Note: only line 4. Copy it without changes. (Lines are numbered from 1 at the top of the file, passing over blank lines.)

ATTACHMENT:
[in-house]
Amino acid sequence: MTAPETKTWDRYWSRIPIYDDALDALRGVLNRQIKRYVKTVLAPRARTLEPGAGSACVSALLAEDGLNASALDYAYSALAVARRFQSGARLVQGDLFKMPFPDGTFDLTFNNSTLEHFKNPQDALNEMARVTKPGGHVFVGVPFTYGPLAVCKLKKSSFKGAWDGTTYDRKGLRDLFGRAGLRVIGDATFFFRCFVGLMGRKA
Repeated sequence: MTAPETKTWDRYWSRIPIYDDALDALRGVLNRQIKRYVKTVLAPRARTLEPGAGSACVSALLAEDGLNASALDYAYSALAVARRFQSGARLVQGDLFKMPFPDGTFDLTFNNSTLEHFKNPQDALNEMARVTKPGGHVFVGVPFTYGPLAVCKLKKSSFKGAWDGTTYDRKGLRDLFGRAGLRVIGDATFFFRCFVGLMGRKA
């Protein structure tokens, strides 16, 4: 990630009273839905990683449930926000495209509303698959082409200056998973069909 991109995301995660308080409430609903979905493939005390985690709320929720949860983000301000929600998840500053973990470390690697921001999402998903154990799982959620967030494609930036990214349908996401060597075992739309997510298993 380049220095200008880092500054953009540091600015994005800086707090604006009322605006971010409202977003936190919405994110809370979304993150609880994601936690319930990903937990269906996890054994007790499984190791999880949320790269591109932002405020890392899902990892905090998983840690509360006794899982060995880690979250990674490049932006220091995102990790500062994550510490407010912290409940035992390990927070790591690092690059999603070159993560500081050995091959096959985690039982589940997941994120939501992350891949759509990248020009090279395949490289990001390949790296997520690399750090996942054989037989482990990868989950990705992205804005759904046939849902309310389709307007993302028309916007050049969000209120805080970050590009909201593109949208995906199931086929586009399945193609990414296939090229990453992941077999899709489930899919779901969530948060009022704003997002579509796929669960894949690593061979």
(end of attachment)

């Protein structure tokens, strides 16, 4: 990630009273839905990683449930926000495209509303698959082409200056998973069909 991109995301995660308080409430609903979905493939005390985690709320929720949860983000301000929600998840500053973990470390690697921001999402998903154990799982959620967030494609930036990214349908996401060597075992739309997510298993 380049220095200008880092500054953009540091600015994005800086707090604006009322605006971010409202977003936190919405994110809370979304993150609880994601936690319930990903937990269906996890054994007790499984190791999880949320790269591109932002405020890392899902990892905090998983840690509360006794899982060995880690979250990674490049932006220091995102990790500062994550510490407010912290409940035992390990927070790591690092690059999603070159993560500081050995091959096959985690039982589940997941994120939501992350891949759509990248020009090279395949490289990001390949790296997520690399750090996942054989037989482990990868989950990705992205804005759904046939849902309310389709307007993302028309916007050049969000209120805080970050590009909201593109949208995906199931086929586009399945193609990414296939090229990453992941077999899709489930899919779901969530948060009022704003997002579509796929669960894949690593061979």